Federal appeals court
edicts issued Monday preserve decisions to list 16 West Coast
salmon stocks, and Upper Columbia steelhead, under the
Endangered Species Act.
NOAA Fisheries Service methods for
defining individual species that include both hatchery and
naturally produced stocks, and for evaluating whether those
species need ESA protections, are valid under the law,
according to two decisions released by U.S. Court of Appeals
for the Ninth Circuit Judges Diarmuid F. O'Scannlain, Pamela
Ann Rymer and Andrew J Kleinfeld.
A March 16 Ninth Circuit opinion reversed decisions by U.S.
District Court Judge John C. Coughenour that said NOAA's
"hatchery listing policy" violated the ESA, as did a decision
to downlist Upper Columbia River steelhead stocks from
endangered to threatened. The latter decision was based in
part on the hatchery listing policy.
The Ninth Circuit did affirm Coughenour's decision to deny
a request that NOAA be required to consider hatchery and
natural-origin fish separately during ESA status
determinations. The request came from a coalition of fishing
and conservation groups.
In a "memorandum" issued Monday regarding a separate
appeal, the same Ninth Circuit panel affirmed an August 2007
ruling by Oregon-based District Court Judge Michael R. Hogan
that said NOAA Fisheries satisfied ESA requirements in making
its 2005 West Coast salmon listing determinations.
The 16 stocks range from the Canadian border, through the
Columbia River basin, to the central California coast. They
include the Snake River spring/summer and fall chinook stocks,
the Upper Columbia spring-run chinook, the Lower Columbia
chinook and Upper Willamette chinook, Snake River sockeye,
Lower Columbia chum and Lower Columbia coho.
Both district court decisions were appealed to the U.S.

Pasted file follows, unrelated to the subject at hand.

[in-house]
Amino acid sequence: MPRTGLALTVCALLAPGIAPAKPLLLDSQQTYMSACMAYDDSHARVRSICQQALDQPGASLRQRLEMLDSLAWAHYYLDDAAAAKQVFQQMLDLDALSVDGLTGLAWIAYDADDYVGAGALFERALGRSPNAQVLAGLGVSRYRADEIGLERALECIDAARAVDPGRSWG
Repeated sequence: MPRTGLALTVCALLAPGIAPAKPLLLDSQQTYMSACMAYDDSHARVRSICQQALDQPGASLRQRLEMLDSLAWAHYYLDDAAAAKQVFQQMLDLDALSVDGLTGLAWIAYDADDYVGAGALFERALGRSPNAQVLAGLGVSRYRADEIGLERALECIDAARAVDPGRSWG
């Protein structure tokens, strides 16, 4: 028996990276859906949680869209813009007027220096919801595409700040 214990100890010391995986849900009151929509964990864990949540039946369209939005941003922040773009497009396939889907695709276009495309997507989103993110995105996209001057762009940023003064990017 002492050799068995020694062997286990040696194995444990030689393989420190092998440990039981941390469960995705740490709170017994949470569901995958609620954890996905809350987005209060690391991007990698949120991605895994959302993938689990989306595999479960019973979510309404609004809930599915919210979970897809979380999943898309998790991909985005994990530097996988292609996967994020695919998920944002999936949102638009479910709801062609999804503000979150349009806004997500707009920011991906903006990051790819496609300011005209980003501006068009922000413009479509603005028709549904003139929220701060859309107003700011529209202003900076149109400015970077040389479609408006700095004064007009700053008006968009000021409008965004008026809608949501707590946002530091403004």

Court of Appeals for the Ninth Circuit. Oral arguments were
heard by the appellate panel during a joint hearing in
September in Seattle.
"We must decide whether the National Marine Fisheries
Service may distinguish between natural and hatchery-spawned
salmon and steelhead when determining the level of protection
the fish should be afforded under the Endangered Species Act,"
the March 16 opinion said of the appellate panel's task in
deciding the appeals.
It concluded that that NMFS (NOAA Fisheries Service) can
indeed make that distinction.
"This is a huge decision, mainly because it lifts our
enormous anxieties for all of our listings" NOAA spokesman
Brian Gorman said of the Ninth Circuit's validation of the
policy, which describes how hatchery fish should be regarding
in making ESA determinations. Of the 26 West Coast salmon and
steelhead listings assessed during an intensive 2003-2005
effort, 25 involved the application of the new hatchery
listings policy guidelines.
Earthjustice's Jan Hasselman said the decisions represent
"the end of this 10-year campaign… to eliminate Endangered
Species Act protections for salmon" by lumping wild and
hatchery stocks together and thus "conflating" population
numbers. Earthjustice represented the fishing and conservation
groups in the lawsuits.
The wild vs. hatchery issue was triggered by NOAA's 1998
listing of Oregon coast coho salmon, and a lawsuit brought by
the Alsea Valley Alliance challenging the decision. In
September 2001 Hogan ruled that the ESA does not allow the
agency to include both hatchery and wild fish in a species –
an evolutionarily significant unit – and then list only the
Instead of appealing that decision, NOAA Fisheries Service
announced it would revise its 1993 hatchery listing policy and
reconsider its listing decisions for salmon and steelhead ESUs
coast-wide. The agency announced its decisions regarding 16
West Coast salmon stocks in June 2006 and followed with
decisions on 10 steelhead stocks six months later.
The new policy, issued in 2005, calls for the assessment of
the extinction risk of the entire species, "taking into